Theo de Raadt: Backdoors in network stack

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Theo de Raadt: Backdoors in network stack

Postby PLan » Wed Dec 15, 2010 1:56 am

I have received a mail regarding the early development of the OpenBSD IPSEC stack. It is alleged that some ex-developers (and the company they worked for) accepted US government money to put backdoors into our network stack, in particular the IPSEC stack. Around 2000-2001.

Since we had the first IPSEC stack available for free, large parts of the code are now found in many other projects/products. Over 10 years, the IPSEC code has gone through many changes and fixes, so it is unclear what the true impact of these allegations are.

The mail came in privately from a person I have not talked to for nearly 10 years. I refuse to become part of such a conspiracy, and will not be talking to Gregory Perry about this. Therefore I am making it public so that -

(a) those who use the code can audit it for these problems,
(b) those that are angry at the story can take other actions,
(c) if it is not true, those who are being accused can defend themselves.

Of course I don't like it when my private mail is forwarded. However the "little ethic" of a private mail being forwarded is much smaller than the "big ethic" of government paying companies to pay open source developers (a member of a community-of-friends) to insert privacy-invading holes in software.

Rest of e-mail ...


Be interesting to see how deep the rabbit hole goes. :shock:
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Postby ollie » Wed Dec 15, 2010 2:33 am

If the code was developed in the US I can guarantee the NSA required a "backdoor", exactly the same as all encryption developed in the US. Read "Crypto" by Stephen Levy and you'll start to understand the attitude of the US government. This will also help you understand the persecution of Julian Assange over WikiLeaks.
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Postby PLan » Wed Dec 15, 2010 2:54 am

I've read Crypto, though not sure how much of it I can remember ... :?


According to the e-mail from Gregory Perry the backdoors were implemented under direction from the FBI (don't think the NSA is mentioned). I take your point about the US government though I'm not sure this is in the same vein as something like the Clipper chip.
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Postby ollie » Wed Dec 15, 2010 6:49 am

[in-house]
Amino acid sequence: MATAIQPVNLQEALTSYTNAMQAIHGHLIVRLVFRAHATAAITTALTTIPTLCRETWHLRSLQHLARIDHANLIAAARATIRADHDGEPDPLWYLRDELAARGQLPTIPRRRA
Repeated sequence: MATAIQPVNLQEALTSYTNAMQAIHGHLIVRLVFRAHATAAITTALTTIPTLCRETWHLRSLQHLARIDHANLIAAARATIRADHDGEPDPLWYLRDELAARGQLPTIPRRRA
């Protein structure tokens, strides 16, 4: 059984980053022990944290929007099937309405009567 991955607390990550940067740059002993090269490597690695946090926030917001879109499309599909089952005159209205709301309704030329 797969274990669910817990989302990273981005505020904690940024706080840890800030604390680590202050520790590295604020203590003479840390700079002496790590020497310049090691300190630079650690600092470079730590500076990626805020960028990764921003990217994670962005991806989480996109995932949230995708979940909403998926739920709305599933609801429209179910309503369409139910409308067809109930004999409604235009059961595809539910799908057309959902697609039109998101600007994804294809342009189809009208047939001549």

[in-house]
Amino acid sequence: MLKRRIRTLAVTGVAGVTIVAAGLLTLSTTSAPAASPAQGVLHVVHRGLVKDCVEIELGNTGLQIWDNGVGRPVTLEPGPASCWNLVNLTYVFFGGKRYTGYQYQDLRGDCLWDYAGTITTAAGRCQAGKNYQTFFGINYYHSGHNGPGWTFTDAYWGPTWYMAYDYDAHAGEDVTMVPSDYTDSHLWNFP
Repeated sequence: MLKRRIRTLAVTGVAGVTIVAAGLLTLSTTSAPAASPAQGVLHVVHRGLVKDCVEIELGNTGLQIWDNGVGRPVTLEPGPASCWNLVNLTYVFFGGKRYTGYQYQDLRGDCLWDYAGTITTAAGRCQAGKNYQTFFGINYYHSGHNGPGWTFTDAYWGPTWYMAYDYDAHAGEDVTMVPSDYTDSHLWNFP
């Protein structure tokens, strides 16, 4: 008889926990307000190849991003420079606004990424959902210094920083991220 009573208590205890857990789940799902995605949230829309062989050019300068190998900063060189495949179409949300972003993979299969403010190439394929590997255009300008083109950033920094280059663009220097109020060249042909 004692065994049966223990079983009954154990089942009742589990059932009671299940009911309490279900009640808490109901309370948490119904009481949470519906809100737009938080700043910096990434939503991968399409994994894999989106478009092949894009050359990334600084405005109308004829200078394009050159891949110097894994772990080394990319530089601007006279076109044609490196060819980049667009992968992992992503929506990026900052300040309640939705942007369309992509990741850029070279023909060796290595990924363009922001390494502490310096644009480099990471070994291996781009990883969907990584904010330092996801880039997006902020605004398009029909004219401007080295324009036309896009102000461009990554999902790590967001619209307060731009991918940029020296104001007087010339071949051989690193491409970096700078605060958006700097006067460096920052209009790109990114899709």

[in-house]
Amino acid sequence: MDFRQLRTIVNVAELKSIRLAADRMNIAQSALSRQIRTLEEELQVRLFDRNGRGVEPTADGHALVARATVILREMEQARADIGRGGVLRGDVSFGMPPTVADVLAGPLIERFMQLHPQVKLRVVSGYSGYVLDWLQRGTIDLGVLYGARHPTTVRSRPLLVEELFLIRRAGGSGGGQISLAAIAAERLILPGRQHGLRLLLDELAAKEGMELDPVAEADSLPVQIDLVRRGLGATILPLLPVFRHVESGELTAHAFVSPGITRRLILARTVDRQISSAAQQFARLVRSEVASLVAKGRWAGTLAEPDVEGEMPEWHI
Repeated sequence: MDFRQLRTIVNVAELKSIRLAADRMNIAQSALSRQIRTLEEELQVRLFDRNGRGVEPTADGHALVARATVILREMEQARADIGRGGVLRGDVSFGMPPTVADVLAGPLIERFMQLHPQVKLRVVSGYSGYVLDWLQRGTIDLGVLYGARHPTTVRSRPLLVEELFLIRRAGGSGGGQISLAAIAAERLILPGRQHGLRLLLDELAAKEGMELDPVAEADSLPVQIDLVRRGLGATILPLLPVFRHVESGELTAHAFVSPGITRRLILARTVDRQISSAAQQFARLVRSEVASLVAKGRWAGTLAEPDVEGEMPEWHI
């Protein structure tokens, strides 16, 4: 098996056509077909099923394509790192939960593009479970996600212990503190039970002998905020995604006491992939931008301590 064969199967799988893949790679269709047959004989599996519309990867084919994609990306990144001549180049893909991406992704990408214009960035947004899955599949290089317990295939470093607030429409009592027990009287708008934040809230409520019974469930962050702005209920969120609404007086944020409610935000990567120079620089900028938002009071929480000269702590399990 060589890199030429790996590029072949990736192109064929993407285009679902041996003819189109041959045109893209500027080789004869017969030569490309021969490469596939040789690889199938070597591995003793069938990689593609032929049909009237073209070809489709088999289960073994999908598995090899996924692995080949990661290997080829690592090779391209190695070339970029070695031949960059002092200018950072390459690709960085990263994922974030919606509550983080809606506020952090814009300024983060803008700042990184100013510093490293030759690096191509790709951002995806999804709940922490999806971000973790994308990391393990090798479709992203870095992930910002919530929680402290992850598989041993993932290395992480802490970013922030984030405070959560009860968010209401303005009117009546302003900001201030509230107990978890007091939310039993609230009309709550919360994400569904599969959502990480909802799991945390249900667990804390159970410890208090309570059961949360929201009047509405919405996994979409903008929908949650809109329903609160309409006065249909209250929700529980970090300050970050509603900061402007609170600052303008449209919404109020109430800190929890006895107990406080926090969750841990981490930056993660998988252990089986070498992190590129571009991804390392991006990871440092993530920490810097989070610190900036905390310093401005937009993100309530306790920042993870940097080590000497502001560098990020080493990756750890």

From what I've read the NSA try to stay out of sight and get the other agencies to do the actual dirty work. The NSA make statements like - "The US must secure the Internet" Gen. Keith Alexander, Director NSA 7 Sep 2010. Yet they want it insecure enough that they can access all information at any time and get upset when people don't want them snooping around.
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Postby donoreo » Wed Dec 15, 2010 2:53 pm

This was the FBI and 10 years ago or something like that. Back then NSA was "No Such Agency" :) so it may have been the NSA working through the FBI.

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Postby Dutch_Master » Wed Dec 15, 2010 11:31 pm

donoreo wrote:This was the FBI and 10 years ago or something like that. Back then NSA was "No Such Agency" :) so it may have been the NSA working through the FBI.

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Re: Theo de Raadt: Backdoors in network stack

Postby bobthebob1234 » Thu Dec 16, 2010 12:15 am

PLan wrote:Be interesting to see how deep the rabbit hole goes. :shock:



its not deeper than my hole. My hole is the biggest rabbit hole in the universe. :D
For certain you have to be lost to find the places that can't be found. Elseways, everyone would know where it was
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Postby PLan » Fri Dec 17, 2010 10:16 pm

Denials all around -

Yesterday, we reported on the allegations made by Gregory Perry. He claims that 10 years ago, several developers were paid by the FBI to implement hidden backdoors into OpenBSD's IPSEC stack. This has prompted a lot of speculation about the allegations' validity, and less than 24 hours later, it has descended into one person's word against that of others. Update: Jason Wright, too, denies all the allegations. "I will state clearly that I did not add backdoors to the OpenBSD operating system or the OpenBSD crypto framework (OCF). [...] It is a baseless accusation the reason for which I cannot understand."

OSNews article ...


:shock:
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Postby ollie » Thu Dec 23, 2010 1:28 am

And more news that it may in fact be true - Allegations of OpenBSD Backdoors May be True, Updated - from "Linux Journal".

Don't trust the US to do anything for the rest of the world - they are only interested in making massive profits for US corporations, many of whom have vested military interests, at the detriment of everyone else.
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Postby johnhudson » Fri Dec 24, 2010 9:25 am

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